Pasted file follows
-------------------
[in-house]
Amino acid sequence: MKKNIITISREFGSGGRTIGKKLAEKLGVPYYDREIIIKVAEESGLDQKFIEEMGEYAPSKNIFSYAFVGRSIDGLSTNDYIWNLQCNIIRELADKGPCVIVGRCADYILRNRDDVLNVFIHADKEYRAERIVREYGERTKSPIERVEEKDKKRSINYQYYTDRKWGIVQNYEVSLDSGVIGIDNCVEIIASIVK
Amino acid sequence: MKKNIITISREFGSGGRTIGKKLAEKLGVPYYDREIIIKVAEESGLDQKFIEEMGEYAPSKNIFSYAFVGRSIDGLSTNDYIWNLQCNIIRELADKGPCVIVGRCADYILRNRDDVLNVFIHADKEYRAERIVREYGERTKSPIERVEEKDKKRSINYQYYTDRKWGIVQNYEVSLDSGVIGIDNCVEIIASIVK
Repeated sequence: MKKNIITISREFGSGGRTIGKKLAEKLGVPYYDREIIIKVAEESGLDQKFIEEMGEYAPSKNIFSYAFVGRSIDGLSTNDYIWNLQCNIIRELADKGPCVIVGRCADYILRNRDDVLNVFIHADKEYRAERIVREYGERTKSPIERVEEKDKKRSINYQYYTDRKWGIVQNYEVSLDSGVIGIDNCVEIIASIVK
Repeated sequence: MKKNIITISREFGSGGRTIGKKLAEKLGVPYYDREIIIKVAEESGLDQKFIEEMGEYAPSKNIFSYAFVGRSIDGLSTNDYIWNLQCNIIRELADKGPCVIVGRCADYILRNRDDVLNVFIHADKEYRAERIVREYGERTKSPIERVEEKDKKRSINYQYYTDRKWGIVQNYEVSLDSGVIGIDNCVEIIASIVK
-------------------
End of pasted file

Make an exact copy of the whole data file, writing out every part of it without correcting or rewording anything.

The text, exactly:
[in-house]
Amino acid sequence: MKKNIITISREFGSGGRTIGKKLAEKLGVPYYDREIIIKVAEESGLDQKFIEEMGEYAPSKNIFSYAFVGRSIDGLSTNDYIWNLQCNIIRELADKGPCVIVGRCADYILRNRDDVLNVFIHADKEYRAERIVREYGERTKSPIERVEEKDKKRSINYQYYTDRKWGIVQNYEVSLDSGVIGIDNCVEIIASIVK
Amino acid sequence: MKKNIITISREFGSGGRTIGKKLAEKLGVPYYDREIIIKVAEESGLDQKFIEEMGEYAPSKNIFSYAFVGRSIDGLSTNDYIWNLQCNIIRELADKGPCVIVGRCADYILRNRDDVLNVFIHADKEYRAERIVREYGERTKSPIERVEEKDKKRSINYQYYTDRKWGIVQNYEVSLDSGVIGIDNCVEIIASIVK
Repeated sequence: MKKNIITISREFGSGGRTIGKKLAEKLGVPYYDREIIIKVAEESGLDQKFIEEMGEYAPSKNIFSYAFVGRSIDGLSTNDYIWNLQCNIIRELADKGPCVIVGRCADYILRNRDDVLNVFIHADKEYRAERIVREYGERTKSPIERVEEKDKKRSINYQYYTDRKWGIVQNYEVSLDSGVIGIDNCVEIIASIVK
Repeated sequence: MKKNIITISREFGSGGRTIGKKLAEKLGVPYYDREIIIKVAEESGLDQKFIEEMGEYAPSKNIFSYAFVGRSIDGLSTNDYIWNLQCNIIRELADKGPCVIVGRCADYILRNRDDVLNVFIHADKEYRAERIVREYGERTKSPIERVEEKDKKRSINYQYYTDRKWGIVQNYEVSLDSGVIGIDNCVEIIASIVK